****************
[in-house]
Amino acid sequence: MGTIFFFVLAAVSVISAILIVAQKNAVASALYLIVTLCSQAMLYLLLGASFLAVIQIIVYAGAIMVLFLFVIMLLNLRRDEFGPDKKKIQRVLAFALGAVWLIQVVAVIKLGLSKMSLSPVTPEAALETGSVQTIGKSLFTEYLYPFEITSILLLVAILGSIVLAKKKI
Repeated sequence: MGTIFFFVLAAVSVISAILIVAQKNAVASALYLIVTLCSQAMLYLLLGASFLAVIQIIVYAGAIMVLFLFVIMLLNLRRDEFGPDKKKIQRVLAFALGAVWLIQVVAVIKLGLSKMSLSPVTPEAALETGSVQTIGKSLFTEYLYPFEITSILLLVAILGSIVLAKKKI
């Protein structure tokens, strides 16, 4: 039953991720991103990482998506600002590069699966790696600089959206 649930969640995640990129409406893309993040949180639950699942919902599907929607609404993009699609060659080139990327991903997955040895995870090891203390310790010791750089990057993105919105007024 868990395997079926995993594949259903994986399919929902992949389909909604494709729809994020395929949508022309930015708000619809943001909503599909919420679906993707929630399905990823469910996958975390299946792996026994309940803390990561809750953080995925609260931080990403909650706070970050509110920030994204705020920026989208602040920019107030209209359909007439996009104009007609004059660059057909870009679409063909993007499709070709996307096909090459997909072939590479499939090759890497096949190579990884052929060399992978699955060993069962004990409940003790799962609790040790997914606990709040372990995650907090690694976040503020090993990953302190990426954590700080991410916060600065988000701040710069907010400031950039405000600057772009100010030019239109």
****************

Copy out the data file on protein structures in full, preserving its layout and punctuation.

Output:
[in-house]
Amino acid sequence: MGTIFFFVLAAVSVISAILIVAQKNAVASALYLIVTLCSQAMLYLLLGASFLAVIQIIVYAGAIMVLFLFVIMLLNLRRDEFGPDKKKIQRVLAFALGAVWLIQVVAVIKLGLSKMSLSPVTPEAALETGSVQTIGKSLFTEYLYPFEITSILLLVAILGSIVLAKKKI
Repeated sequence: MGTIFFFVLAAVSVISAILIVAQKNAVASALYLIVTLCSQAMLYLLLGASFLAVIQIIVYAGAIMVLFLFVIMLLNLRRDEFGPDKKKIQRVLAFALGAVWLIQVVAVIKLGLSKMSLSPVTPEAALETGSVQTIGKSLFTEYLYPFEITSILLLVAILGSIVLAKKKI
């Protein structure tokens, strides 16, 4: 039953991720991103990482998506600002590069699966790696600089959206 649930969640995640990129409406893309993040949180639950699942919902599907929607609404993009699609060659080139990327991903997955040895995870090891203390310790010791750089990057993105919105007024 868990395997079926995993594949259903994986399919929902992949389909909604494709729809994020395929949508022309930015708000619809943001909503599909919420679906993707929630399905990823469910996958975390299946792996026994309940803390990561809750953080995925609260931080990403909650706070970050509110920030994204705020920026989208602040920019107030209209359909007439996009104009007609004059660059057909870009679409063909993007499709070709996307096909090459997909072939590479499939090759890497096949190579990884052929060399992978699955060993069962004990409940003790799962609790040790997914606990709040372990995650907090690694976040503020090993990953302190990426954590700080991410916060600065988000701040710069907010400031950039405000600057772009100010030019239109």